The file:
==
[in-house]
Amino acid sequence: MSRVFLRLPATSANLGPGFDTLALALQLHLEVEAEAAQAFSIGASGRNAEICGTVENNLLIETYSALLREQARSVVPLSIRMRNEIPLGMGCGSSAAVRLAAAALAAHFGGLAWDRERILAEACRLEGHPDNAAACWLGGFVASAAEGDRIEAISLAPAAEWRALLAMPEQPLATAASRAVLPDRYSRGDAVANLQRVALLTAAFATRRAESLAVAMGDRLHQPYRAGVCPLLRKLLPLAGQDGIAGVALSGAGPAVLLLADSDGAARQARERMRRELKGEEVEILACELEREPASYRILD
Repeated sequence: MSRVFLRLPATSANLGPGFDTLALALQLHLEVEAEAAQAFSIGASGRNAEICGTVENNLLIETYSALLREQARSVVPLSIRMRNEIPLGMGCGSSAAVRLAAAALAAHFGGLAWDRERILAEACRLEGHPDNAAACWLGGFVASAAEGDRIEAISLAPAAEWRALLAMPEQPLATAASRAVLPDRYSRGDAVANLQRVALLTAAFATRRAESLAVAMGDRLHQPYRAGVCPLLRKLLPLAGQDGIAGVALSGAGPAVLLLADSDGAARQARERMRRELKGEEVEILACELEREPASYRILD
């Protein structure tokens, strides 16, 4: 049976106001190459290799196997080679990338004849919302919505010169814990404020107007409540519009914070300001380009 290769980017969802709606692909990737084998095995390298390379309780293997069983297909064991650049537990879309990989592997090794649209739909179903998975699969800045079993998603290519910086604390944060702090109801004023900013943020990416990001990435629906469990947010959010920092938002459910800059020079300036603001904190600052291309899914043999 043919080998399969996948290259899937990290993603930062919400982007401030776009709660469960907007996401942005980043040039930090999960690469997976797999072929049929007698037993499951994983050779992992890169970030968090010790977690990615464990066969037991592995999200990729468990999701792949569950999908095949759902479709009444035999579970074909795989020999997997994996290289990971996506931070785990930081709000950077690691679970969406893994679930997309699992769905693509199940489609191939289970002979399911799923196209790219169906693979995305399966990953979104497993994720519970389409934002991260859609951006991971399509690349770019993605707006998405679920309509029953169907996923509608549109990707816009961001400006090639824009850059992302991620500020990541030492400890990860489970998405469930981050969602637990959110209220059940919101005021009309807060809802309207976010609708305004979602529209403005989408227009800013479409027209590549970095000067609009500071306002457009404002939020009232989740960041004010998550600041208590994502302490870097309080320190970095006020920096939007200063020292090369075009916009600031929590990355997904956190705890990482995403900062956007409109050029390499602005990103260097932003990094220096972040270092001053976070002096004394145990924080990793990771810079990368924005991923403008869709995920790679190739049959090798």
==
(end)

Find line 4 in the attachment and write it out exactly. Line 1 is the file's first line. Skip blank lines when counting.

């Protein structure tokens, strides 16, 4: 049976106001190459290799196997080679990338004849919302919505010169814990404020107007409540519009914070300001380009 290769980017969802709606692909990737084998095995390298390379309780293997069983297909064991650049537990879309990989592997090794649209739909179903998975699969800045079993998603290519910086604390944060702090109801004023900013943020990416990001990435629906469990947010959010920092938002459910800059020079300036603001904190600052291309899914043999 043919080998399969996948290259899937990290993603930062919400982007401030776009709660469960907007996401942005980043040039930090999960690469997976797999072929049929007698037993499951994983050779992992890169970030968090010790977690990615464990066969037991592995999200990729468990999701792949569950999908095949759902479709009444035999579970074909795989020999997997994996290289990971996506931070785990930081709000950077690691679970969406893994679930997309699992769905693509199940489609191939289970002979399911799923196209790219169906693979995305399966990953979104497993994720519970389409934002991260859609951006991971399509690349770019993605707006998405679920309509029953169907996923509608549109990707816009961001400006090639824009850059992302991620500020990541030492400890990860489970998405469930981050969602637990959110209220059940919101005021009309807060809802309207976010609708305004979602529209403005989408227009800013479409027209590549970095000067609009500071306002457009404002939020009232989740960041004010998550600041208590994502302490870097309080320190970095006020920096939007200063020292090369075009916009600031929590990355997904956190705890990482995403900062956007409109050029390499602005990103260097932003990094220096972040270092001053976070002096004394145990924080990793990771810079990368924005991923403008869709995920790679190739049959090798």